Listening to Other Voices 2018 - 2019
The Glastonbury Abbey lecture series was established in the fall of 1999 to foster interfaith dialog. Each year a different general topic is presented and speakers are engaged to address it from the perspective of their own faith tradition. The topic for the series year 2018-2019 is "Prophets of the 20th Century: What Do They Say to Us Now?" Please join us to hear about these prophets from the speakers listed below.
Lectures are held in the Morcone Conference Center at 7:15 pm.
No registration required. Seating is on a first come, first seated basis. Parking is also limited. Therefore, we advise that you carpool when possible. Lectures are free. Donations gratefully accepted.
October 18, 2018: Dorothy Day (1897-1980)
Writer, social reformer, peace activist, and co-founder of the Catholic Worker Movement, Dorothy Day was determined to change the world for the poor and powerless. Her passionate dedication to social justice placed her on Pope Francis’s short list of exemplary Americans when the pontiff addressed the US Congress in 2015. Her work, he said, was “inspired by the Gospel, her faith, and the example of the saints.”
Presenter: Kate Hennessy is the youngest of Dorothy Day’s nine grandchildren. She is the author of Dorothy Day: The World Will Be Saved by Beauty, published in 2017 by Simon & Schuster. Ms. Hennessy is a writer and musician who divides her time between Vermont and Ireland.
November 15, 2018: Black Elk (1863-1950)
This Lakota holy man was a second cousin of Chief Crazy Horse and present at the Battle of Little Bighorn. He converted to Catholicism in his 40’s, but still embraced the way of the earth and the Lakota people as well as Christianity. He was equally both, an integration of both, and this was incomprehensible to both cultures. He became internationally famous through the book, Black Elk Speaks by John G. Neihardt, published in 1932.
Presenter: Joseph Marshallwas born and raised on the Rosebud Indian Reservation in South Dakota. He has written nine non-fiction books and three novels. He is a historian, teacher, and craftsman of Lakota bows and arrows. He has written several screenplays and is also an actor who has appeared in television documentaries. He lives in New Mexico.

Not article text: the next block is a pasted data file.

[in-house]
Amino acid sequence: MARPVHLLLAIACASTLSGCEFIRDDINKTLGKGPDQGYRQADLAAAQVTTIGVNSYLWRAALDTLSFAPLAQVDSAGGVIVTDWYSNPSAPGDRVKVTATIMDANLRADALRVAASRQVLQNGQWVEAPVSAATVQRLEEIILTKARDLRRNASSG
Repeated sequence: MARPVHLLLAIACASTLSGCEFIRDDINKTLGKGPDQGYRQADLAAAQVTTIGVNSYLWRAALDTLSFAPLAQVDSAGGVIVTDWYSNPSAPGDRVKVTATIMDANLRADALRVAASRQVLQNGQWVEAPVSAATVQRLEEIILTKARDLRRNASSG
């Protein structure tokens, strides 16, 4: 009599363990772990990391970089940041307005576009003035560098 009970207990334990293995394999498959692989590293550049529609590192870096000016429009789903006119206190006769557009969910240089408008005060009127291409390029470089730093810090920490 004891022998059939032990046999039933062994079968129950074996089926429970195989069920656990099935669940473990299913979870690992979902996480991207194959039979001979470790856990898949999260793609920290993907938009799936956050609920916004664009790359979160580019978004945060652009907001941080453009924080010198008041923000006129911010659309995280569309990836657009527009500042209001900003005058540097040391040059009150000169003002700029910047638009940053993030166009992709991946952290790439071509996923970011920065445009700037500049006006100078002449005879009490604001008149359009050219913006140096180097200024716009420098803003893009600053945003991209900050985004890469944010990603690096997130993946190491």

January 17, 2019: Elie Wiesel (1928-2016)
With sad eyes and quiet strength, this survivor of Auschwitz told the world it must never forget the Nazi horror. “Because if we forget,” he said, “we are guilty, we are accomplices.” Mr. Wiesel, who wrote 60 books including his seminal Holocaust memoir, Night, was the Andrew W. Mellon Professor in the Humanities at Boston University. He received the Nobel Peace Prize in 1986.
Presenter: Rabbi Joseph A. Polakis the Boston University faculty colleague and friend of Mr. Wiesel, who referred to Joe Polak as “my rabbi.” A native of The Hague, Netherlands, Rabbi Polak was an infant survivor of two concentration camps. His memoir, After the Holocaust the Bells Still Ring, won a 2015 National Jewish Book Award.
February 21, 2019: Oscar Romero (1917-1980)
Archbishop Oscar Romero was considered conservative when appointed in San Salvador in 1977, but the murder of close friend and activist priest, Rutilio Grande, drove him to demand justice for that killing and for the country’s impoverished people. Oscar Romero’s passionate homilies and radio broadcasts resulted in a sniper’s bullet to the heart as he was offering Mass. His canonization, blocked by prelates believing he was killed for his politics not his faith, was pushed forward by Pope Francis in 2018.
Presenter: Michael Lee is the Associate Professor of Systematic Theology at Fordham University. His latest book, Revolutionary Saint: The Theological Legacy of Oscar Romero, was published in 2018. Born in Miami to Puerto Rican parents, Professor Lee is fluent in Spanish and teaches courses in liberation theology as well as Latin American studies.
March 21, 2019: Dietrich Bonhoeffer (1906 -1945)
A Lutheran theologian from a wealthy, educated family, Dietrich Bonhoeffer had opposed the Nazi regime from its earliest days and could have found safe harbor in the US. But he left an academic post in New York to return home and work in the resistance. He helped Jews flee the country and was arrested for being part of a plot to assassinate Hitler. After two years in prison, he was hanged at the Flossenburg concentration camp.
Presenter: David P. Gushee is the distinguished Professor of Christian Ethics and Director of the Center for Faith and Public Life at Mercer University in Atlanta, GA. A Baptist who supports LGBT rights, he has written or edited 20 books, including Still Christian: Following Jesus Out of American Evangelicalism and Righteous Gentiles of the Holocaust.
April 25, 2019: Mahatma Gandhi (1869 -1948)
His nonviolent campaign for India’s independence moved glacially through hunger strikes, marches, boycotts, and imprisonments, ever pressing the British Empire to let go of a province destined to be a free nation. Gandhi’s victory through civil disobedience rather than war inspired Martin Luther King Jr., Nelson Mandela, and demonstrators around the world who have gathered peacefully to speak their truth.
Presenter: Arun Gandhi is the fifth grandson of India’s iconic leader. Born in South Africa, Arun Gandhi experienced the hatred of whites and blacks. His weapon was hating back. But when he was sent to live with his grandfather in India he learned the power of peace. He is an international lecturer on nonviolence and author of several books, including The Gift of Anger. He lives in Rochester, NY.